"(Students) are told that getting perfect grades leads to the perfect college, which leads to the perfect career, and that is supposed to lead to the perfect happiness."
The above quote comes from an article I just finished reading in the Philadelphia Inquirer about students and their pursuit of perfection. I found it a sobering article, and one I would like every parent to read.
The article deals with the pressures put on students (both external and self-imposed) to excel in everything they do; to constantly strive to be the absolute best of the best.
I cannot begin to tell you how much I have experienced kids feeling this pressure to be perfect in my years of teaching. I have seen students cry because a test score was "only" a 93, and I have had protracted discussions with parents about giving some partial credit to get a grade above 90.
Parents have moved their children from my class because I had a reputation for being hard, and they feared their students might not get an "A". And, of course since these students were all going to attend Harvard, a school with an undergraduate enrollment of only 6,700 or the even smaller Rice which has just 3,500 undergrads, A's were absolutely paramount! For the students the message was clear: how much learned is not that important as long as the grade is perfect.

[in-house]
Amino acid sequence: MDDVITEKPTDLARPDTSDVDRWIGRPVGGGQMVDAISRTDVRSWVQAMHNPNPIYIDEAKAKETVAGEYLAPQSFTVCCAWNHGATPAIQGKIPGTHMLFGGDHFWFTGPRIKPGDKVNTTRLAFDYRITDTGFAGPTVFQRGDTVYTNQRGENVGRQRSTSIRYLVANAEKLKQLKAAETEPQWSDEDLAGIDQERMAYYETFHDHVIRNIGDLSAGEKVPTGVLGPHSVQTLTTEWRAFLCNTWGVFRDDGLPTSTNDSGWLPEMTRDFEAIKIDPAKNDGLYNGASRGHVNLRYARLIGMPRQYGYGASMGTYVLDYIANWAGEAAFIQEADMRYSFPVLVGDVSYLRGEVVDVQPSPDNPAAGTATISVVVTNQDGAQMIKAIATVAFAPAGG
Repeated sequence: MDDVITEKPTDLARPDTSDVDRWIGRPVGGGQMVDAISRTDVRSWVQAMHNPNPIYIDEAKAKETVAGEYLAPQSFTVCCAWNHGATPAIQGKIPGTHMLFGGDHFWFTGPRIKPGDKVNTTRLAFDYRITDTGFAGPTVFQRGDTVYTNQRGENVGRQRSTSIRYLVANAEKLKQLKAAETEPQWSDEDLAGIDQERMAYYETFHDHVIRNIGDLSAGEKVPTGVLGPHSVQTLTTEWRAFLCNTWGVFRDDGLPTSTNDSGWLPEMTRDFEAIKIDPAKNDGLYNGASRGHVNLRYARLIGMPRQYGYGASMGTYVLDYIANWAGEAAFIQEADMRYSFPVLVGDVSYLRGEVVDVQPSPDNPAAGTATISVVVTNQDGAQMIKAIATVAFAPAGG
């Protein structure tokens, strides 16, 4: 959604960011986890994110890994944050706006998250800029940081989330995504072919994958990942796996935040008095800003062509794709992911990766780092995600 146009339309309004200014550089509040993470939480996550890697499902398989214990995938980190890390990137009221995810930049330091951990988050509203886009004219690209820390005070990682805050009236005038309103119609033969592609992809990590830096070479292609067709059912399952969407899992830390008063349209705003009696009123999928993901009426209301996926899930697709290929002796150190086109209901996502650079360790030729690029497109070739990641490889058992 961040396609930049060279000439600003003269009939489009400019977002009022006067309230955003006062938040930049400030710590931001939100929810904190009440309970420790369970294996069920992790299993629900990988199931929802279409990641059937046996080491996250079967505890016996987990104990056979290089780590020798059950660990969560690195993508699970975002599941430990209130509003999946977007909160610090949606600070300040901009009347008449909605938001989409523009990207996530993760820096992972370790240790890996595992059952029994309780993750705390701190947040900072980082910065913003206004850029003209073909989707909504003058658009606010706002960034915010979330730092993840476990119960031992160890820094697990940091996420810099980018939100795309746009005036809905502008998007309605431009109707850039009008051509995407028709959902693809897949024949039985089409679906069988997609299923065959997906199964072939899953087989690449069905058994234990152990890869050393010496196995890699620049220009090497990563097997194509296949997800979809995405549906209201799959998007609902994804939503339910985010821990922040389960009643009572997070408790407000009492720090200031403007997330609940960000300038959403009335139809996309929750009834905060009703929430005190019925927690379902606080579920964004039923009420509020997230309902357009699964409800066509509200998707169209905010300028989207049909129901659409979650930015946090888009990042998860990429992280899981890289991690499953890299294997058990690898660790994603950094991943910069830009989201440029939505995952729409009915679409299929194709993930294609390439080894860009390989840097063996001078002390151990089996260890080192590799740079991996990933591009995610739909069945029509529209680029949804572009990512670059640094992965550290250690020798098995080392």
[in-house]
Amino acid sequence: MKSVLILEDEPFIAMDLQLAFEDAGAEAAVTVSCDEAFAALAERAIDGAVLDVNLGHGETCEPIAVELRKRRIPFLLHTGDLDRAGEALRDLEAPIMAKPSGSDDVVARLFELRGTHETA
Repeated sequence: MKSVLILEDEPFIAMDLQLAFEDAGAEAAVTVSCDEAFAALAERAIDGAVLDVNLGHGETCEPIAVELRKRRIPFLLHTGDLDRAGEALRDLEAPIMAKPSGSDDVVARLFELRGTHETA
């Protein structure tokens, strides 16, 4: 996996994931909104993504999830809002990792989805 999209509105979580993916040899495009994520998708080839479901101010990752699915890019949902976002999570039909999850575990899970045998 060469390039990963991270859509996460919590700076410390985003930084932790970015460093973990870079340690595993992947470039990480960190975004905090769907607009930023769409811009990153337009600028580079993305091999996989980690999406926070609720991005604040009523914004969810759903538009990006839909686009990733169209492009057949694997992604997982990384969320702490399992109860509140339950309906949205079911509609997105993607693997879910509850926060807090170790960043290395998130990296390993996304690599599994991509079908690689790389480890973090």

The article Just remember: Nobody's perfect, along with its sidebar Advice for Perfectionists, was published in the Philadelphia Inquirer this past December 22nd. I think these two pieces should be required for everyone who is concerned with the highly competitive world of higher education.
Every student is not going to go to Harvard or Rice. Nor should they. In fact, for most areas of study there are colleges that are comparable or even better choices. And for most students there are definitely better choices, and these schools all want very good students who know how to achieve. But they also want real people, not automatons of perfection.
Please take the time to read the article and the sidebar. Perhaps you will gain a bit of a new perspective of the expectations you have for your student as the new semester begins.
About this Page
I have had a rewarding and complete classroom career teaching and coaching mathematics.
Variable Thinking is my way of sharing some of my ideas, tips, and savvy about education and student success with you.
I hope find the comments and articles interesting and useful to both you and your student.